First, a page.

The Last Enchantments by Charles Finch
Publisher: St. Martin’s Press
Publishing Date: January 2014
After graduating from Yale, William Baker, scion of an old line patrician family, goes to work in presidential politics. But when the campaign into which he’s poured his heart ends in disappointment, he decides to leave New York behind, along with the devoted, ambitious, and well-connected woman he’s been in love with for the last four years.
Will expects nothing more than a year off before resuming the comfortable life he’s always known, but he’s soon caught up in a whirlwind of unexpected friendships and romantic entanglements that threaten his safe plans. As he explores the heady social world of Oxford, he becomes fast friends with Tom, his snobbish but affable flat mate; Anil, an Indian economist with a deep love for gangster rap; Anneliese, a German historian obsessed with photography; and Timmo, whose chief ambition is to become a reality television star. What he’s least prepared for is Sophie, a witty, beautiful and enigmatic woman who makes him question everything he knows about himself.
William Baker decides to pack his bags and head to Oxford to study literature for a year. His career in political campaigns has slowed and he feels like he’s stuck in a rut. Leaving behind NYC, job opportunities, a long-time girlfriend, Will looks forward to his adventure in England and putting off “real life” for the time being. As the weeks progress in school, he befriends posh Tom, adorable Anil, talented Anneliese, studious Ella, driven Peter, and the ever elusive Sophie. His journey into self-discovery, and navigating the many forms of love, is deeply moving and incredibly touching.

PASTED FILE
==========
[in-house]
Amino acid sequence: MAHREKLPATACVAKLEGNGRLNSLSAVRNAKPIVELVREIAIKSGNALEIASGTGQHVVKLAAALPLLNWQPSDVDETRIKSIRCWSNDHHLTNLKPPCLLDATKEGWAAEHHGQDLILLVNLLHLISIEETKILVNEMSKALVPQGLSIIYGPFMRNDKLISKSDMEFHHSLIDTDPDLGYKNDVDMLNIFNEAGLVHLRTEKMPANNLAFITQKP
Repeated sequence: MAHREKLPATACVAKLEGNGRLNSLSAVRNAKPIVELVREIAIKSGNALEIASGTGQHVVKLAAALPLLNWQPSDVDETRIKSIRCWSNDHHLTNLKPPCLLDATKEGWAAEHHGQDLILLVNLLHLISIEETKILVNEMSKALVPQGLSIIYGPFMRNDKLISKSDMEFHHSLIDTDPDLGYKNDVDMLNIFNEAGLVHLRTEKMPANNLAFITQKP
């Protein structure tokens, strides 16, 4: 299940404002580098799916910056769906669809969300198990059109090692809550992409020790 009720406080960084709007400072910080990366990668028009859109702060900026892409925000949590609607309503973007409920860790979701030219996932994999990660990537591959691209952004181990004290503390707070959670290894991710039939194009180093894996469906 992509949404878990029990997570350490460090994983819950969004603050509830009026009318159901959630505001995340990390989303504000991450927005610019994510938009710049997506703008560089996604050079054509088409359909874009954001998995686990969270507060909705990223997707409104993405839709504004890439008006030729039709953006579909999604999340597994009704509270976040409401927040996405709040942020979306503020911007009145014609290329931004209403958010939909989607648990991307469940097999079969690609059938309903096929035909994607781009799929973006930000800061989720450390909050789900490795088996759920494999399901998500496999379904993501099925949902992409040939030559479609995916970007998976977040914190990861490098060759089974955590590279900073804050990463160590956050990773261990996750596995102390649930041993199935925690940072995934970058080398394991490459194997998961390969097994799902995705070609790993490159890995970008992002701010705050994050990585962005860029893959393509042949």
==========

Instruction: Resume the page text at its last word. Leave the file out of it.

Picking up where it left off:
I was originally drawn to this book because of the Oxford setting. I didn’t expect to like Will — the stereotype I have in my head of “poor little rich boy” is not a positive one — but little by little I began to see myself in him, my friends in him and his friends, our experiences quite similar. Will feels lost in the “adult world” and finds comfort in academia. Unsure of his future, he makes wild decisions to put off the inevitable. There are so many twenty-somethings out there who feel just the same: the desire to grow up and become someone, while at the same time terrified, unsure, and fearing failure.
Will is conflicted throughout the book when it comes to romance. Every type of love is presented: the enduring love with a long-time flame, passion and obsession with someone new and out-of-reach, and lust after a friend. There is no clear-cut relationship, which is actually quite refreshing in a book because it’s true to life. Emotions, love especially, never have logical explanations.
Everything you would expect from a graduate student is in this book: from studying in libraries, pubs, and cafes to parties in clubs, from sleeping with a friend to lazy walks in the park. There’s no sugar-coating or brushing over facts. It’s plain truth about one young man’s journey, all the mistakes and accomplishments, all the experiences, to the path of his future. It’s beautiful.
Thank you, Edelweiss, for providing this book from St. Martin’s Press for review!
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